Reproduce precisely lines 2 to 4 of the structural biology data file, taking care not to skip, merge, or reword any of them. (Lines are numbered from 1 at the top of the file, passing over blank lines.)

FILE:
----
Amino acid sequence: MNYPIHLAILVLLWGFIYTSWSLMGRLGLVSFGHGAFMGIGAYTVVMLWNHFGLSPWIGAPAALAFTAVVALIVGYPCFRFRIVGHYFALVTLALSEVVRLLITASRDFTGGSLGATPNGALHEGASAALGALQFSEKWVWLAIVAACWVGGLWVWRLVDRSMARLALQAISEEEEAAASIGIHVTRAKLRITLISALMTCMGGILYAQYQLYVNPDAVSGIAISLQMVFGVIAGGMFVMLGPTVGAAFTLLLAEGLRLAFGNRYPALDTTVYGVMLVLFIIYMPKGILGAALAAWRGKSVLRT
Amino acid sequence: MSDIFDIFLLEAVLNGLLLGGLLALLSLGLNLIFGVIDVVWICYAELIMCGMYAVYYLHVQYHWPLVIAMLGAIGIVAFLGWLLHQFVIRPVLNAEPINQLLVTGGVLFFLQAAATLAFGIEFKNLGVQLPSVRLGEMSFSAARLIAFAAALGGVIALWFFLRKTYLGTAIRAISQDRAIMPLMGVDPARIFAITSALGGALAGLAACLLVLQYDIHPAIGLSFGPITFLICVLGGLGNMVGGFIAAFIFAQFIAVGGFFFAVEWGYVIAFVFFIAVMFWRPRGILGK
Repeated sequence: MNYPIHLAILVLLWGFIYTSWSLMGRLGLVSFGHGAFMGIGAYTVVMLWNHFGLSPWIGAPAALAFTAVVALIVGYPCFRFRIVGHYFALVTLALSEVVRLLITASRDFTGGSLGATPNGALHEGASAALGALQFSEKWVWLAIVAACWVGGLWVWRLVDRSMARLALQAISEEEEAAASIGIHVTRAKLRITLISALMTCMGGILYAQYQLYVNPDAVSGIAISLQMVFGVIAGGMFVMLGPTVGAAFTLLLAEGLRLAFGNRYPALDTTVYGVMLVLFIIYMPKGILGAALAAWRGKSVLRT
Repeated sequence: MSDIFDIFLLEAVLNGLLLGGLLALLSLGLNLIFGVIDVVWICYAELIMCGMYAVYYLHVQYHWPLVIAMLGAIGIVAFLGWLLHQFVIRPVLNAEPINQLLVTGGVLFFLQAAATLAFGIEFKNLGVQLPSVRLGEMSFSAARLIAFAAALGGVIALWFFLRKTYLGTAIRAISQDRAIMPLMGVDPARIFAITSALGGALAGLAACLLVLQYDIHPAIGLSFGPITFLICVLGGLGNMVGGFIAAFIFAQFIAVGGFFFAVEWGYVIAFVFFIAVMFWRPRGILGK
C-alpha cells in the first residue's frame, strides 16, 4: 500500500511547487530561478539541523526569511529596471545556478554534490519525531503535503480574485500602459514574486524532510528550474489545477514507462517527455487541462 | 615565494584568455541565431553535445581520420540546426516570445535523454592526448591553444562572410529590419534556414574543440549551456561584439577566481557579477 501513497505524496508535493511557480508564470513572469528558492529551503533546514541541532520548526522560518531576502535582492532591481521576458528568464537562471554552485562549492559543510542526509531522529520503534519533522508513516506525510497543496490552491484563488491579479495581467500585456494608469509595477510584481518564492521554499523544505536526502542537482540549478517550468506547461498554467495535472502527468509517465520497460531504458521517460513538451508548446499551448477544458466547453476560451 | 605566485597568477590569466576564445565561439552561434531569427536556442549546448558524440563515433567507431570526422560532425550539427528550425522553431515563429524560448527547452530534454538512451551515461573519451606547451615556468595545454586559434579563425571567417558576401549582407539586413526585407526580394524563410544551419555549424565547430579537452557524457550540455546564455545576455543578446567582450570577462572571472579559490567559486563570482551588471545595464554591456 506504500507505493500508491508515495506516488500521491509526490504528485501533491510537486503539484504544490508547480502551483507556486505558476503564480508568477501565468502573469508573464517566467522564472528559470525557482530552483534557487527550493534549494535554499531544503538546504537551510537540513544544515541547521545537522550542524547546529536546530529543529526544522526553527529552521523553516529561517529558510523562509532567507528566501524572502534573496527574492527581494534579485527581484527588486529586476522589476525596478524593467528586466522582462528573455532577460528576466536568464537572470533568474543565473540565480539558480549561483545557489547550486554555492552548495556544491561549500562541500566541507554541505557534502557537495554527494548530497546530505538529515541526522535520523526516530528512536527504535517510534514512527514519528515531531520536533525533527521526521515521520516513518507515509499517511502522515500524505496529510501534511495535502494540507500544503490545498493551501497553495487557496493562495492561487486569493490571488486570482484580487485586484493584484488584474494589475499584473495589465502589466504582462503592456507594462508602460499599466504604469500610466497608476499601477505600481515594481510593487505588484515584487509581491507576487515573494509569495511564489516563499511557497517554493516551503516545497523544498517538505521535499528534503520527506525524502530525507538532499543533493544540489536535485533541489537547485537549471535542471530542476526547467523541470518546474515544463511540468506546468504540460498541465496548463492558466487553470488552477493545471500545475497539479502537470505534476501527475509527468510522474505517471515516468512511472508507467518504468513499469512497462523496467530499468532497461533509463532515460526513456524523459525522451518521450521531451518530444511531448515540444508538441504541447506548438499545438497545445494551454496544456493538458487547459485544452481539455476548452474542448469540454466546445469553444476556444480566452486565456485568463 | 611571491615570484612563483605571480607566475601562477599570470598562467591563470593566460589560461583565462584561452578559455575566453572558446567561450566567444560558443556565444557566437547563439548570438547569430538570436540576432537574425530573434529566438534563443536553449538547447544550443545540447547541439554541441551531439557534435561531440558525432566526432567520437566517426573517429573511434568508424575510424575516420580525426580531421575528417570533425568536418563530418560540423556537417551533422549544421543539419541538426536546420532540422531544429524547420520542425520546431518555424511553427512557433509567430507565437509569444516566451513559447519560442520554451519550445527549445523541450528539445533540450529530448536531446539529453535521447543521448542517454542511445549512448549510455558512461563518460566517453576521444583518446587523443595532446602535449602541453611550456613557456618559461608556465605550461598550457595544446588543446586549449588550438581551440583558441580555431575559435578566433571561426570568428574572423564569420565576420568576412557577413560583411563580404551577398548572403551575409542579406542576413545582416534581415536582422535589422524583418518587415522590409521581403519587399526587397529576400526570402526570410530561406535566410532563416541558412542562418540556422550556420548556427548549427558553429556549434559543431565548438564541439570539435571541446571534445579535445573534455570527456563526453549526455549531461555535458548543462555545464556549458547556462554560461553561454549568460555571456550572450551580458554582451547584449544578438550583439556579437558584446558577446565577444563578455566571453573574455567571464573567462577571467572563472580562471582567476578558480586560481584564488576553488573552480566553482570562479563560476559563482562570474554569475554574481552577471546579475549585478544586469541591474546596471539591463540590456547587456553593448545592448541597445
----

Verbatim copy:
Amino acid sequence: MSDIFDIFLLEAVLNGLLLGGLLALLSLGLNLIFGVIDVVWICYAELIMCGMYAVYYLHVQYHWPLVIAMLGAIGIVAFLGWLLHQFVIRPVLNAEPINQLLVTGGVLFFLQAAATLAFGIEFKNLGVQLPSVRLGEMSFSAARLIAFAAALGGVIALWFFLRKTYLGTAIRAISQDRAIMPLMGVDPARIFAITSALGGALAGLAACLLVLQYDIHPAIGLSFGPITFLICVLGGLGNMVGGFIAAFIFAQFIAVGGFFFAVEWGYVIAFVFFIAVMFWRPRGILGK
Repeated sequence: MNYPIHLAILVLLWGFIYTSWSLMGRLGLVSFGHGAFMGIGAYTVVMLWNHFGLSPWIGAPAALAFTAVVALIVGYPCFRFRIVGHYFALVTLALSEVVRLLITASRDFTGGSLGATPNGALHEGASAALGALQFSEKWVWLAIVAACWVGGLWVWRLVDRSMARLALQAISEEEEAAASIGIHVTRAKLRITLISALMTCMGGILYAQYQLYVNPDAVSGIAISLQMVFGVIAGGMFVMLGPTVGAAFTLLLAEGLRLAFGNRYPALDTTVYGVMLVLFIIYMPKGILGAALAAWRGKSVLRT
Repeated sequence: MSDIFDIFLLEAVLNGLLLGGLLALLSLGLNLIFGVIDVVWICYAELIMCGMYAVYYLHVQYHWPLVIAMLGAIGIVAFLGWLLHQFVIRPVLNAEPINQLLVTGGVLFFLQAAATLAFGIEFKNLGVQLPSVRLGEMSFSAARLIAFAAALGGVIALWFFLRKTYLGTAIRAISQDRAIMPLMGVDPARIFAITSALGGALAGLAACLLVLQYDIHPAIGLSFGPITFLICVLGGLGNMVGGFIAAFIFAQFIAVGGFFFAVEWGYVIAFVFFIAVMFWRPRGILGK